Since he was 2, Anthony Schrecengost has had to adhere to a strict diet.
“A peanut butter and jelly sandwich would kill (him),” his mom said.
He cannot eat cake or pizza at birthday parties. When his family eats out, a plain chicken breast is about the only safe bet on any menu.
But his severe food allergies may one day be a positive. At 14, Schrecengost is determined to be a pediatric allergist and help generations of kids.
Schrecengost was one of two Nevada students out of 100 nationwide to receive a Prudential Spirit of Community Award for his volunteerism. The awards were distributed by Prudential Financial Inc. and the National Association of Secondary School Principals.
He received a plaque and $1,000. Schrecengost said he plans to donate $300 to Food Allergy Research & Education, or FARE, an organization that promotes food allergy awareness, and $200 to Three Square food bank.
The rest, he said, will probably be saved for college.
Schrecengost’s volunteer work stemmed from his own experience. He cannot eat dairy, eggs, nuts, fish, shellfish, berries, green peppers, coconuts, melons, lettuce and other foods. About one in 13 children have food allergies, according to FARE.
Schrecengost was born and raised in Las Vegas and attended Rogich Middle School, 235 N. Pavilion Center Drive. He plans to attend Palo Verde School, 333 S. Pavilion Center Drive, this fall. He hopes to grow out of some of those allergies eventually but has accepted the possibility it might not happen.
According to his mom, Kathy Schrecengost, Anthony and his two brothers — who also have food allergies — have donated allergy-safe food to Three Square several times during the past year.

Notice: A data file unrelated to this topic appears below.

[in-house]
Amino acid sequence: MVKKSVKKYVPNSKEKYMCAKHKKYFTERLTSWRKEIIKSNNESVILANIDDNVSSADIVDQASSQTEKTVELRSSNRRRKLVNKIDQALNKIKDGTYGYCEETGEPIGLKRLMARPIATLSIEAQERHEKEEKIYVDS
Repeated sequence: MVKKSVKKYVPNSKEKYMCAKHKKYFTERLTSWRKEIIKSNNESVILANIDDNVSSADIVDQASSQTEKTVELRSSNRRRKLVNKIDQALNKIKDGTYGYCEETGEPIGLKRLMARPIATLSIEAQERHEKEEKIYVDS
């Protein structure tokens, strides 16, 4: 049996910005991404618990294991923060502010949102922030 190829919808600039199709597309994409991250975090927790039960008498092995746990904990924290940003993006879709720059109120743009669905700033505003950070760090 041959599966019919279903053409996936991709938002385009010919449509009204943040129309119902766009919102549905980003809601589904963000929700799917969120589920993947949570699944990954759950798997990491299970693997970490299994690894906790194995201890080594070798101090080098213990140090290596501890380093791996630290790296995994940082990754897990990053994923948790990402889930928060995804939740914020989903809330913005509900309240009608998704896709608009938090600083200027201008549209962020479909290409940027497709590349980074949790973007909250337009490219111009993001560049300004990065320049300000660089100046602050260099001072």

“I was watching the news about how there’s a lot of homeless people,” Anthony Schrecengost said. “I thought, ‘What if someone like me has allergies and can’t eat most the stuff there?’ ”
Schrecengost also distributed fliers and brochures around the Summerlin area to promote fundraisers for FARE, the nonprofit organization formed last year as the result of a merger between the Food Allergy & Anaphylaxis Network and the Food Allergy Initiative.
He raised $300 at last year’s annual FARE walk. The 2013 walk is scheduled for Nov. 2. For more information, visit foodallergywalk.org.
Team Schrecengost again plans to be in the walk. Donations can be made to Schrecengost’s team on the website.
“He’s kind of a shy child,” Kathy Schrecengost said of her son. “He does things not so much for the recognition but because he really wants to help. I really hope he becomes a doctor.”
Contact View education reporter Jeff Mosier at firstname.lastname@example.org or 702-224-5524.